2. Investigate the myth using primary sources—What do the historical sources tell us about the myth? Are there sources that clearly prove and/or disprove the myth?

3. Analyze the myth’s meaning—What does the myth tell us about Texans in the past? Why would certain people decide to believe or not believe this myth? What does it reflect about the time period and place that it was created/believed?

4. Reflect on what you learn regarding myth and history from researching and writing the essay—Has your perception of the myth changed? What are the differences between myth and history? What do you think is important about an exercise like this, especially in today’s world?


Make sure to include an introductory paragraph with a strong thesis statement, several body paragraphs exploring the main points of your thesis statement, and a concluding paragraph. If you need to cite a primary or secondary source, insert a footnote at the end of the sentence.[1]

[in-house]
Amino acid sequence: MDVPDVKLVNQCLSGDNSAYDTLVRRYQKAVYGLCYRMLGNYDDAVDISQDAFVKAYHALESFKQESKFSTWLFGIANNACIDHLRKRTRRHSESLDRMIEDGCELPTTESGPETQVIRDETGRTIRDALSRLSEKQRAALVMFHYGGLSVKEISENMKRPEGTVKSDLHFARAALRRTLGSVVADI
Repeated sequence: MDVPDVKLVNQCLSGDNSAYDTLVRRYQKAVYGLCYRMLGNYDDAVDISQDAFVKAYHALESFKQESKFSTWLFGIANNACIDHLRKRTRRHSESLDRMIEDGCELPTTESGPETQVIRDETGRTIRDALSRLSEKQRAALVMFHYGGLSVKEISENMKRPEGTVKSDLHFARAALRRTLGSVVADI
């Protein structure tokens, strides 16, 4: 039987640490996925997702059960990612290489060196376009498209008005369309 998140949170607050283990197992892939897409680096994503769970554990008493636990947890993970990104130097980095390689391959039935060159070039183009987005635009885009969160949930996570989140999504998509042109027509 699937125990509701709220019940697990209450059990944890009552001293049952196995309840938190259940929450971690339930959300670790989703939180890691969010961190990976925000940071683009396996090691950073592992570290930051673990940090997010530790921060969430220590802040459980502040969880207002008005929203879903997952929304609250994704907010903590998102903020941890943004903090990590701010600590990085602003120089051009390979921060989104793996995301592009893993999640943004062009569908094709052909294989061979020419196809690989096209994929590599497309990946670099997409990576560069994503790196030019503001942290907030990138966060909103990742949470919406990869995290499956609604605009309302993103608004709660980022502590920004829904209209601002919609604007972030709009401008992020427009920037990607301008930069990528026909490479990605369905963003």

*A Note on Primary Sources

Remember, a primary source is a piece of first-hand evidence left behind by participants or observers at the time of events. These sources can take the form of letters, diaries, newspapers, books, government documents, interviews, paintings, photographs, clothing, buildings…the possibilities are endless! Often these sources are created at the time when the events or conditions are occurring, but primary sources can also include autobiographies, memoirs, and oral histories recorded later. Primary sources are characterized by their content, regardless of whether they are available in original format, in microfilm/microfiche, in digital format, or in published format.


Useful resources for primary source research:

· Portal to Texas History: https://texashistory.unt.edu/